testgen-ase2006 - An Empirical Comparison of Automated...

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Unformatted text preview: An Empirical Comparison of Automated Generation and Classification Techniques for Object-Oriented Unit Testing Marcelo dAmorim 1 , Carlos Pacheco 2 , Tao Xie 3 , Darko Marinov 1 , Michael D. Ernst 2 1 Department of Computer Science, University of Illinois, Urbana-Champaign, IL, USA 2 Computer Science and Artificial Intelligence Lab, MIT, Cambridge, MA, USA 3 Computer Science Department, North Carolina State University, Raleigh, NC, USA { damorim, marinov } @cs.uiuc.edu, { cpacheco, mernst } @csail.mit.edu, xie@csc.ncsu.edu Abstract Testing involves two major activities: generating test inputs and determining whether they reveal faults. Auto- mated test generation techniques include random gener- ation and symbolic execution. Automated test classifica- tion techniques include ones based on uncaught exceptions and violations of operational models inferred from manu- ally provided tests. Previous research on unit testing for object-oriented programs developed three pairs of these techniques: model-based random testing, exception-based random testing, and exception-based symbolic testing. We develop a novel pair, model-based symbolic testing. We also empirically compare all four pairs of these generation and classification techniques. The results show that the pairs are complementary (i.e., reveal faults differently), with their respective strengths and weaknesses. 1. Introduction Unit testing checks the correctness of program units (components) in isolation. It is an important part of soft- ware development; if the units are incorrect, it is hard to build a correct system from them. Unit testing is becoming a common and substantial part of the software development practice: at Microsoft, for example, 79% of developers use unit tests [24], and the code for unit tests is often larger than the project code under test [23]. Creation of a test suite requires test input generation, which generates unit test inputs, and test classification, which determines whether a test passed or failed. (This pa- per often uses the term test for test input, and it uses classification for determining the correctness of an exe- cution, which is sometimes called the oracle problem.) Pro- grammers can test manually, using their intuition or experi- ence to make up test inputs and using either informal rea- soning or experimentation to determine the proper output for each input. One alternative is to use formal specifi- cations, which can aid both test generation and classifica- tion [4]. Such specifications are time-consuming and diffi- cult to produce manually and often do not exist in practice. This research focuses on testing techniques that do not re- quire a priori specifications....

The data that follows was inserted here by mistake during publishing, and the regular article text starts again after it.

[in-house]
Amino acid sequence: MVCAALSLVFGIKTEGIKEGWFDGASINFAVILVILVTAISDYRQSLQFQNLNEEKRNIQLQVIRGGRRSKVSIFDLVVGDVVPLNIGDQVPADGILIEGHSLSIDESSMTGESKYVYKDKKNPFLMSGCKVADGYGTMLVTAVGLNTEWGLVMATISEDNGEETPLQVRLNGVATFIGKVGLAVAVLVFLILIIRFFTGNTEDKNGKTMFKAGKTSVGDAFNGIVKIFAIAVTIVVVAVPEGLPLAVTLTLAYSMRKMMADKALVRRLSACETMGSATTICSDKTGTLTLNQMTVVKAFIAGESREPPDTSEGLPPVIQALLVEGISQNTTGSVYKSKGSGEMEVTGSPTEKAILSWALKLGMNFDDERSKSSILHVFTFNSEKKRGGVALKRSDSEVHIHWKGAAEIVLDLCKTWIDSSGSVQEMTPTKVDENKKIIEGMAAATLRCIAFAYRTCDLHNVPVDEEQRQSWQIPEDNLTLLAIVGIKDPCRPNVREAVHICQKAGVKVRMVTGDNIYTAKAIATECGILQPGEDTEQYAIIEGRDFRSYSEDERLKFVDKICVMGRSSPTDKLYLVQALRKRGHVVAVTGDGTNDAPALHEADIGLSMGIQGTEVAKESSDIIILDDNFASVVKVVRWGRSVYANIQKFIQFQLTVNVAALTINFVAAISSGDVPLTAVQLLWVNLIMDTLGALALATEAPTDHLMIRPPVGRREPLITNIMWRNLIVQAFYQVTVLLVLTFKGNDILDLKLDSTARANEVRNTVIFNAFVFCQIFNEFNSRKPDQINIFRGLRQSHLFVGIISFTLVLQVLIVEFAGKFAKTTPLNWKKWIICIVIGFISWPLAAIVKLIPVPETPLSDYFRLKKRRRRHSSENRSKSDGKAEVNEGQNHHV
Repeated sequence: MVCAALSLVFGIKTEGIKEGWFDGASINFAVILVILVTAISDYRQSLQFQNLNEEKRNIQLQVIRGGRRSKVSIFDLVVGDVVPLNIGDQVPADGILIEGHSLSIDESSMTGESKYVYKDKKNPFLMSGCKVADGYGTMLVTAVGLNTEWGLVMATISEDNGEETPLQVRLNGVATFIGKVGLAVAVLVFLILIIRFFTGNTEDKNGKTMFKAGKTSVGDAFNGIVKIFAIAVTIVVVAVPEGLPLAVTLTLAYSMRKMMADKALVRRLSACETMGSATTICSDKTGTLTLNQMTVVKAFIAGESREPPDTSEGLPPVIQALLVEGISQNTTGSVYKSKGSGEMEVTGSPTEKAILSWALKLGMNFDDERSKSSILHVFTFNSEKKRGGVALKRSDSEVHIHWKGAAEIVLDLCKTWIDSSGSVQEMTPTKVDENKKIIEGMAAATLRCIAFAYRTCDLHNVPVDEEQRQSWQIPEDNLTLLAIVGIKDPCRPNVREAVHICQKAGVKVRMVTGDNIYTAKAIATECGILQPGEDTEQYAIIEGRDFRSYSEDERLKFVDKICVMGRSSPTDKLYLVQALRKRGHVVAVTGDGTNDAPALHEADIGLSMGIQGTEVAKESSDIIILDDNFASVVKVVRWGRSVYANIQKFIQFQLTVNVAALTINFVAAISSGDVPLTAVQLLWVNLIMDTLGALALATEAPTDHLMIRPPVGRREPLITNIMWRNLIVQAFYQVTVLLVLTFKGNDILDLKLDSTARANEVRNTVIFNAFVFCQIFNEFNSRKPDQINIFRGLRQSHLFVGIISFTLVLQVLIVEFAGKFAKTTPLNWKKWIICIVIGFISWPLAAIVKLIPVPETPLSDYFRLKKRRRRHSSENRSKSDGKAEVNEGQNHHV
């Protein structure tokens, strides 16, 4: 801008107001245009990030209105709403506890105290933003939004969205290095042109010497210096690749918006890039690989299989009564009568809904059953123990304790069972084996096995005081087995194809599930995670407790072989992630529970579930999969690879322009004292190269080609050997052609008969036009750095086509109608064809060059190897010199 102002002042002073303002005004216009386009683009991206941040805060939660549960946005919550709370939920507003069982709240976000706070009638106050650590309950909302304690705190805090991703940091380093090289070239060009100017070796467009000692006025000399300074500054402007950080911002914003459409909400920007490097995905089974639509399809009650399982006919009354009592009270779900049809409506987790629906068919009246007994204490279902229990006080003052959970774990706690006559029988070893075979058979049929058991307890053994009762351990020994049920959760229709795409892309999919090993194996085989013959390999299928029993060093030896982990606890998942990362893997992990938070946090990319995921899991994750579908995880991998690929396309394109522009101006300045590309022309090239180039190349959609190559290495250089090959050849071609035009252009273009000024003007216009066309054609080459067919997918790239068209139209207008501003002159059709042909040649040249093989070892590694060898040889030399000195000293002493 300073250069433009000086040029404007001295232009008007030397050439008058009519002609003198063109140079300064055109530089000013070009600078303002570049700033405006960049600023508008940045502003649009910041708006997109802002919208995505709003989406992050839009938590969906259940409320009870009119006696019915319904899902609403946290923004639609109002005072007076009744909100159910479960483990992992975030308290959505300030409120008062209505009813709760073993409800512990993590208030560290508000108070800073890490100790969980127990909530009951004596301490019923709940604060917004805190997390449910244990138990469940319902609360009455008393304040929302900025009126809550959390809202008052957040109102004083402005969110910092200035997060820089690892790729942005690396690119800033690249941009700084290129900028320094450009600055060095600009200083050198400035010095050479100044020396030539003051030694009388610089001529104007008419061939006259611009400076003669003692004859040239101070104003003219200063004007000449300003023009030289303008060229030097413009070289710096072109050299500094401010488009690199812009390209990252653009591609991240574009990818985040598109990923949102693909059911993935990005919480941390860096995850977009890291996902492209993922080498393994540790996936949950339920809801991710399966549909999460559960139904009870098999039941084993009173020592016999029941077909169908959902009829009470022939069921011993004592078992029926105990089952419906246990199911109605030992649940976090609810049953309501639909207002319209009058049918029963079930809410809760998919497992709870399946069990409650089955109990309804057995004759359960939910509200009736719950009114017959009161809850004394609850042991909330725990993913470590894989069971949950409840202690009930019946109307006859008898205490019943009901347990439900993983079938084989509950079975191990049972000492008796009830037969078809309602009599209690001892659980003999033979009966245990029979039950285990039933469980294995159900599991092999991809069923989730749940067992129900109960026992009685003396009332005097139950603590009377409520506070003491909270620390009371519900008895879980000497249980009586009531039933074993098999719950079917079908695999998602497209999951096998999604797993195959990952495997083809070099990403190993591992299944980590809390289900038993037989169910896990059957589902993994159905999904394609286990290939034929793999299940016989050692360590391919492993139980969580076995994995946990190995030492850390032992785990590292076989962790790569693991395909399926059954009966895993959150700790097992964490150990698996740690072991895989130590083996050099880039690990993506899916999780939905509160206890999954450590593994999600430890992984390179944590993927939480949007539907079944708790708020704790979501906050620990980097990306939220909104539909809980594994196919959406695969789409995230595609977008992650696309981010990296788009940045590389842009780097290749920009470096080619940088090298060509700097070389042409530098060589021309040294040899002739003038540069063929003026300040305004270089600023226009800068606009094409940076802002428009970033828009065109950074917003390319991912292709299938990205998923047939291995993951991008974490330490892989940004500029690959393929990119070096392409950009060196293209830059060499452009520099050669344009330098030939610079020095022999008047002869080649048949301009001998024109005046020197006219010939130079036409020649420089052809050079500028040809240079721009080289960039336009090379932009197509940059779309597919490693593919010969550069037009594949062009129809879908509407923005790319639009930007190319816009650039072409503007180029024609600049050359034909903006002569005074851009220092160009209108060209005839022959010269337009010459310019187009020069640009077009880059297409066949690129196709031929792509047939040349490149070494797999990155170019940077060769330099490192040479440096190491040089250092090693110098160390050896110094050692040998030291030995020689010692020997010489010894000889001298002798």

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This note was uploaded on 02/24/2012 for the course CSE 503 taught by Professor Davidnotikin during the Spring '11 term at University of Washington.

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testgen-ase2006 - An Empirical Comparison of Automated...

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